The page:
If you’ve ventured into the winter hills more than once or twice, you’ll have seen winter climbers: men and women with short, bent-shaft ice axes strapped to their packs, marching at speed up to the North Face of Ben Nevis or into the Northern Corries. Are they mad? Perhaps – but if you’re winter climbing curious too, here’s a primer for the winter walker who dreams of more vertical challenges.
In the end, it wasn’t about the miles
At the start of 2017, I decided to take on ViewRanger’s Walk2017 challenge. The idea is simple: you pick a mileage target—500, 1,000 or 1,500—then aim to hike it over the course of the year. Because I had several long-distance walks planned, I picked 1,500 miles, which I hoped would present a challenge without being impossible to achieve.
Through ups and downs, I’ve stuck with it, and I hit 1,500 miles on the 31st of December (1,504 miles, actually).
Nine of the best, from Ardgour to Norway
For the last few years it’s been my custom to do a roundup of my year in the outdoors, but this year I have been posting monthly photo updates and I feel that ground has already been covered.
2017 has, however, been a very good year for wild camps. While it has lagged slightly behind 2015 and 2016 in terms of nights spent under canvas – I’ve only camped for 51 nights this year – I’ve put a bit more effort into finding that elusive perfect camping spot.
As I near the end of my attempt to walk 1,500 miles in 2017 (yes, I should just about make it!) it’s time to post my penultimate gallery of images.
After a quieter month, things are moving into high gear at Pinnacle Editorial HQ, and my time is now fully accounted for until the end of February 2018.
I have a varied mix of projects on the go at the moment:
- I’ve just started work on Vol.11 of the peerless Sidetracked magazine;
- Exciting new projects on my desk (or soon to land on my desk) from long-term clients John Burns, Keith Foskett, and others;
- My ongoing responsibilities for The Great Outdoors magazine;
- Several new clients on the horizon with outdoor or adventure non-fiction manuscripts;
- Outdoor features for The Great Outdoors and UKHillwalking;
- Somewhere in the midst of that lot, I’d like to fit in at least two trips to snowy Scotland and a few days off over Christmas.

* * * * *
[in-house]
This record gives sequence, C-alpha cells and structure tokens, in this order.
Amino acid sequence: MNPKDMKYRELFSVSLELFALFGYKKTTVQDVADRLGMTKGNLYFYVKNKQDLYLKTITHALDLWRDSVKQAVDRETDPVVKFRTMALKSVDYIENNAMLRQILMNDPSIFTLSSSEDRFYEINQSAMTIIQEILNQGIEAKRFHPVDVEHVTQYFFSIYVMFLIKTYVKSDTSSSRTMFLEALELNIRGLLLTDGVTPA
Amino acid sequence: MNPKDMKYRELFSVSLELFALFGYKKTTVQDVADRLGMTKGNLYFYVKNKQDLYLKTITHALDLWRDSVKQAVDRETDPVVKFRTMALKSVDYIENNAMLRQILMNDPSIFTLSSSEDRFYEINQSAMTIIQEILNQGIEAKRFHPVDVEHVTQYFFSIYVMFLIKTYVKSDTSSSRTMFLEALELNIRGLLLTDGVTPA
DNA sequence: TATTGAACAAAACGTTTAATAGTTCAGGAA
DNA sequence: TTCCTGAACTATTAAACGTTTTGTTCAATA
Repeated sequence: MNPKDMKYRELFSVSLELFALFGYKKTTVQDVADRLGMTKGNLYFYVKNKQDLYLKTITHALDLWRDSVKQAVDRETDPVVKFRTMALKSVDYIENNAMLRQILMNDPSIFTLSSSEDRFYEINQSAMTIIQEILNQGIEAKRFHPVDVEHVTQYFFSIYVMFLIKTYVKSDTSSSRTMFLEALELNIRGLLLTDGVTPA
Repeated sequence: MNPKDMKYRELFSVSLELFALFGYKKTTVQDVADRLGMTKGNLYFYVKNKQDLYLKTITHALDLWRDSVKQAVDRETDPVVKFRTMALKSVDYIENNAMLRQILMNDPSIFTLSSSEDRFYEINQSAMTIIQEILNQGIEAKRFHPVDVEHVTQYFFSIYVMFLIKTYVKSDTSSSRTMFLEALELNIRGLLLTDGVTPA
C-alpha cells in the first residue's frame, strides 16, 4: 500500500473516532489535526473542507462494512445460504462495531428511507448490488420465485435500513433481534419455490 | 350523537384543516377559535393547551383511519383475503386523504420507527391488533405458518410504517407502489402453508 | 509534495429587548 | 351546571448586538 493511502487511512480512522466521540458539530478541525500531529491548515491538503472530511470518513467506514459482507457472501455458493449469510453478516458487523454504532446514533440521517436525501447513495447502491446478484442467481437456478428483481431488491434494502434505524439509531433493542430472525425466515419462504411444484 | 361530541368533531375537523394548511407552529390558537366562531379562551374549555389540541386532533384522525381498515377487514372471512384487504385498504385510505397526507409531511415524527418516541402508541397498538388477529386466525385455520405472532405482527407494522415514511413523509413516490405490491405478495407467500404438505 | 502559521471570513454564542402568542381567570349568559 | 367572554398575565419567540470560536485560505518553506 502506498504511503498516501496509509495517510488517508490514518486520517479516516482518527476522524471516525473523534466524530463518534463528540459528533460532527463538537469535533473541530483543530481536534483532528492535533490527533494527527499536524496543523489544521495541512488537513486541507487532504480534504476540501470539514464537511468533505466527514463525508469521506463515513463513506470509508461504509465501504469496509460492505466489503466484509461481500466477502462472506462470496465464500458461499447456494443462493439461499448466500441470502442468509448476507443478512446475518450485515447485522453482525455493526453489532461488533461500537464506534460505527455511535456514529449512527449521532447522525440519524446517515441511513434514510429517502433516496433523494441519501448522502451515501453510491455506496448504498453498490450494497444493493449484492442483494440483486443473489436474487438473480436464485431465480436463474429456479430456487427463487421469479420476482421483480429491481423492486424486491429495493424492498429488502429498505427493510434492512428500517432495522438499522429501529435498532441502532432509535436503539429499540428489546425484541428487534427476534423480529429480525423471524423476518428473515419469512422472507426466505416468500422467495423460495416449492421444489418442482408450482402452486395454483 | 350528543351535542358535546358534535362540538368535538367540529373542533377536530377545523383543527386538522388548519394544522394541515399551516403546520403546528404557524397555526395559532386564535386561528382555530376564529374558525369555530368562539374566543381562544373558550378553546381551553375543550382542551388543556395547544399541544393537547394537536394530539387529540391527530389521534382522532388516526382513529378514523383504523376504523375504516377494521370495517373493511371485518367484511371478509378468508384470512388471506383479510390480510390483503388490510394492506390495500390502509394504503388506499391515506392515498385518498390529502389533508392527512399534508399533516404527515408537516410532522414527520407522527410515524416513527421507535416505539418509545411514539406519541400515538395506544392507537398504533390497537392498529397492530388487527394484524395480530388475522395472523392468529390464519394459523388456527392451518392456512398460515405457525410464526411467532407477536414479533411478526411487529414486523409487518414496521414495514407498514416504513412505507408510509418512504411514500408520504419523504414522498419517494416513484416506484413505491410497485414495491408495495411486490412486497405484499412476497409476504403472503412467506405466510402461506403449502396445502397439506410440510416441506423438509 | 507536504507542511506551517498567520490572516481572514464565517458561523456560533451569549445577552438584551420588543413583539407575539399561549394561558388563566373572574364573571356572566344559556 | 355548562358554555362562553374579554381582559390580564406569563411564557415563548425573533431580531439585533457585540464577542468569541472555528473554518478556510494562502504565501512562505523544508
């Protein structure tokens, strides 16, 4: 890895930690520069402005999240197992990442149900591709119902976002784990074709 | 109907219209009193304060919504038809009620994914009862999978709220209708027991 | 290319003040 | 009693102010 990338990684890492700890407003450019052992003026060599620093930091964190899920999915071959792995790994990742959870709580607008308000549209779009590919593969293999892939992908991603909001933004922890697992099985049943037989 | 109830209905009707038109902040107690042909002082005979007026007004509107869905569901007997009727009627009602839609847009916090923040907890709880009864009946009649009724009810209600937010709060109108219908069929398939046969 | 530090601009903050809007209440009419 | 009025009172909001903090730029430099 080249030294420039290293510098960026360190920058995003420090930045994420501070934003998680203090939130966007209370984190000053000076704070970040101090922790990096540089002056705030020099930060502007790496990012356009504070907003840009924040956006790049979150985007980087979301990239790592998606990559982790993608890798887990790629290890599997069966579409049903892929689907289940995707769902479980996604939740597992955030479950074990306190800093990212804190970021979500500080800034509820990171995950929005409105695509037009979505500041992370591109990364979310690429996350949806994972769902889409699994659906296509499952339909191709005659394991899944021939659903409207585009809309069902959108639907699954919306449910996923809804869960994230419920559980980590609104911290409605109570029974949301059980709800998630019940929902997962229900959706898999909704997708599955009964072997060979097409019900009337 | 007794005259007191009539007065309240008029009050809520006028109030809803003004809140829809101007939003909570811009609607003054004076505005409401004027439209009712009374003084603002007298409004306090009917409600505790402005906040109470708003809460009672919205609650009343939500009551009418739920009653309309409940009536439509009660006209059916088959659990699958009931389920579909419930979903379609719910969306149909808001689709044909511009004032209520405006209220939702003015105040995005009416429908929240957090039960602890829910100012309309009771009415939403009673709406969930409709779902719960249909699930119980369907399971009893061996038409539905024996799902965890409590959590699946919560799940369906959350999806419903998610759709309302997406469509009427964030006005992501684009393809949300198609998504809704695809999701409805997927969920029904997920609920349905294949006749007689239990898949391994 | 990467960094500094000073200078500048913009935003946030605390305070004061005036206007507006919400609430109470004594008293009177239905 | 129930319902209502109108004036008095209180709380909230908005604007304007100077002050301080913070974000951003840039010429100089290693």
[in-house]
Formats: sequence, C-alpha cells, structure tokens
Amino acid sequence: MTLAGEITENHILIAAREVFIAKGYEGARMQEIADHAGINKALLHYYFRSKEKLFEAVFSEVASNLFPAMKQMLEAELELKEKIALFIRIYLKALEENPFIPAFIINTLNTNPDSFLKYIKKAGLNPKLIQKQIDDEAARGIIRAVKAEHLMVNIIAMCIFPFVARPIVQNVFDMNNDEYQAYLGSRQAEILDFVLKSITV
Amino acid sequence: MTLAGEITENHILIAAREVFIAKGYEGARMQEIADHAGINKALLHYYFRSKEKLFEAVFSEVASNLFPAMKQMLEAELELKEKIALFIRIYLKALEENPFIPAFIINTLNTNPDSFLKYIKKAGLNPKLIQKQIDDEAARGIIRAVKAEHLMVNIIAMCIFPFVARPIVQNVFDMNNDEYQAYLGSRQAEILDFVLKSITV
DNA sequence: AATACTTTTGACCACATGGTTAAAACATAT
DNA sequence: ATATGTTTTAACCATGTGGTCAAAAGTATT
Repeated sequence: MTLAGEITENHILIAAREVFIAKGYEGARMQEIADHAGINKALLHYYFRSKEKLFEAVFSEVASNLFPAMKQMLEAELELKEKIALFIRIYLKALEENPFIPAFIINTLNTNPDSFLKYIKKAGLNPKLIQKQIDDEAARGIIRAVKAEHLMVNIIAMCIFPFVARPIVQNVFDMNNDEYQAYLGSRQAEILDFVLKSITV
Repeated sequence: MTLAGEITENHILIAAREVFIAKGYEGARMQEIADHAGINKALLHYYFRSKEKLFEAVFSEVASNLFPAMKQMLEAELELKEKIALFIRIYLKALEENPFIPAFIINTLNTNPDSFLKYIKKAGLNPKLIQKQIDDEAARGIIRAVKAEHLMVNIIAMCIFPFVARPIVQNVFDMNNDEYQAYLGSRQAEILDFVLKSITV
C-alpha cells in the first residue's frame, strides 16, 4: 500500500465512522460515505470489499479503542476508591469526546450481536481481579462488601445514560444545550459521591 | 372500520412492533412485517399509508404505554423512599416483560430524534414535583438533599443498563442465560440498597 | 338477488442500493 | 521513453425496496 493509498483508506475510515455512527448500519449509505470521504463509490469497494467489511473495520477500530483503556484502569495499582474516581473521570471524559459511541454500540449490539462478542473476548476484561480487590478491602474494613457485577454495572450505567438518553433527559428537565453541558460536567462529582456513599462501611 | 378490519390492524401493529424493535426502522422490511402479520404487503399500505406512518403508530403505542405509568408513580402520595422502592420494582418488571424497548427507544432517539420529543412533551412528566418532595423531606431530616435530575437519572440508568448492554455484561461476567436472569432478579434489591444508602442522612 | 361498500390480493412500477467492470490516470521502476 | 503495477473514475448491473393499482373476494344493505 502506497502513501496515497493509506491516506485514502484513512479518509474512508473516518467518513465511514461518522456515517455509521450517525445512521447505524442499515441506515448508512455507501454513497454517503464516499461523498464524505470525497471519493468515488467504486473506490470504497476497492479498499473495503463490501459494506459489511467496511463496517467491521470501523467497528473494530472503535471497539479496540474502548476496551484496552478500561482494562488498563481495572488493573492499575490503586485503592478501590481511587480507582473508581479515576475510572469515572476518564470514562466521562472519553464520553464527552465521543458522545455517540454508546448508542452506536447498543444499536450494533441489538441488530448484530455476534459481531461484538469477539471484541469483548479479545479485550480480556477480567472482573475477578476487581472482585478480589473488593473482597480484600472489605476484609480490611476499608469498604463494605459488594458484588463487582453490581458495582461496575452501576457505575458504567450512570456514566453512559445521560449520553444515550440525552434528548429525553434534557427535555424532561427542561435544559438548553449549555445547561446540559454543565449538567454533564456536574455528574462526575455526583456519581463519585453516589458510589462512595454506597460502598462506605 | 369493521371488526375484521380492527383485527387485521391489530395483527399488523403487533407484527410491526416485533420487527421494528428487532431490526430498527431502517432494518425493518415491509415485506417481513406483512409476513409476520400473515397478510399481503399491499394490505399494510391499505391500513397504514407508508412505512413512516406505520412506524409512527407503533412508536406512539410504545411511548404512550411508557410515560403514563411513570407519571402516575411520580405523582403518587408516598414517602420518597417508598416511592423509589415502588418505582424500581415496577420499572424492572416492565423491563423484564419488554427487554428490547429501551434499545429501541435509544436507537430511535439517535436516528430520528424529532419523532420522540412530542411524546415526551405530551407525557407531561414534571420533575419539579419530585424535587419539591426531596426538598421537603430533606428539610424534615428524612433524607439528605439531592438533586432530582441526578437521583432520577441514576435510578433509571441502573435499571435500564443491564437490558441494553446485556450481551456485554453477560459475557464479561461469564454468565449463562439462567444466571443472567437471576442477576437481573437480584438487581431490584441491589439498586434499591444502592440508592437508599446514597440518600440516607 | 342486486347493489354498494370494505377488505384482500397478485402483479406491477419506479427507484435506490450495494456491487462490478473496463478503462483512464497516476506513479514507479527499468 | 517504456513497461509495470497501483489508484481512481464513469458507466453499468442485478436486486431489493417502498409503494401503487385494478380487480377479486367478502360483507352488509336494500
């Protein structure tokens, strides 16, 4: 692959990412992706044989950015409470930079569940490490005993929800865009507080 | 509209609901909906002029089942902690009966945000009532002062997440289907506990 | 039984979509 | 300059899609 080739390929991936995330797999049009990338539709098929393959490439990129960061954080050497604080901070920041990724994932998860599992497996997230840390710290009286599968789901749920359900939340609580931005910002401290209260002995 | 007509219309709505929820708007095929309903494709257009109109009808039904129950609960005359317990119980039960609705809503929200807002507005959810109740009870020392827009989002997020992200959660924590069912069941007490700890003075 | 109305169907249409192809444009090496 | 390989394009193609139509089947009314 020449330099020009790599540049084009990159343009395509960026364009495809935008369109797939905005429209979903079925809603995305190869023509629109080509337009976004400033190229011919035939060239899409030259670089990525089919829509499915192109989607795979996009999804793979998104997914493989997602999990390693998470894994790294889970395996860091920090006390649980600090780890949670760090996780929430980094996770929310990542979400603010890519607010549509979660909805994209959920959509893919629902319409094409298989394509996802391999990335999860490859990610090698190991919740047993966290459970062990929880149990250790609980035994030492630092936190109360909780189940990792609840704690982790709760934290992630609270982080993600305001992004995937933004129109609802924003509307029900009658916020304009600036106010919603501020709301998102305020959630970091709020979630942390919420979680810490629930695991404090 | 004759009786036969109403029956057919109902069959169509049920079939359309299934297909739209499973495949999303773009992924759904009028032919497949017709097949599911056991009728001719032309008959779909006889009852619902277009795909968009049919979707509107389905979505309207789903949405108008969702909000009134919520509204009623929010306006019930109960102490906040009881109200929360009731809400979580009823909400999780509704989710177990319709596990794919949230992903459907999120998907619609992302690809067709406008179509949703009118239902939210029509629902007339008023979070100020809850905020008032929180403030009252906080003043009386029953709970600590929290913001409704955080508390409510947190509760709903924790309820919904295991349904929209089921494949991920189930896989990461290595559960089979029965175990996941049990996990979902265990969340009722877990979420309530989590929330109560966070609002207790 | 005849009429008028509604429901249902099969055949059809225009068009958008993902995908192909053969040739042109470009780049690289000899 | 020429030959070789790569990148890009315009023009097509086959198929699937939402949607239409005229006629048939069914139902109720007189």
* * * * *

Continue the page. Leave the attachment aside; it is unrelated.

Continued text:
So while this might not be welcome news for potential clients who are looking for an editor over the next couple of months, I have achieved one of the goals I set for myself when I started Pinnacle Editorial: for the bulk of my work to come from outdoor/adventure non-fiction. By specialising in this genre, my area of greatest expertise, I’ve made myself a clear choice for outdoor writers who are looking for editorial support.
The future of Pinnacle Editorial
In 2014, I started out as an editor working entirely on fiction manuscripts from indie authors. This was a good choice at the time and I worked on a wide range of great books from several writers, some of whom are still clients to this day.
But, as much as I enjoy working on fiction, there are a lot of fiction editors out there and it’s hard to differentiate yourself. Fiction can also be very time consuming for money that, to be honest, isn’t that great. Indie authors are not rolling in cash, and while I was happy to offer lower rates when I was starting out and gaining experience, I now stick broadly to the SfEP’s recommended minimum rates.
I’ve found far greater success – not to mention job satisfaction – in focusing on outdoor writing. This is now the kind of work that I write and publish myself, and the kind of writing that I read in my spare time. I live and breathe outdoor books and magazines. Frankly it would be weird not to specialise in this subject.
So, from 2018, I will no longer be considering fiction manuscripts from new clients. While I’ll continue to work on selected fiction projects from established clients, taking on new fiction writers simply isn’t a good decision for me any more. But if you have a book about mountains, adventure or the outdoors, and are looking for an editor in 2018, let’s talk.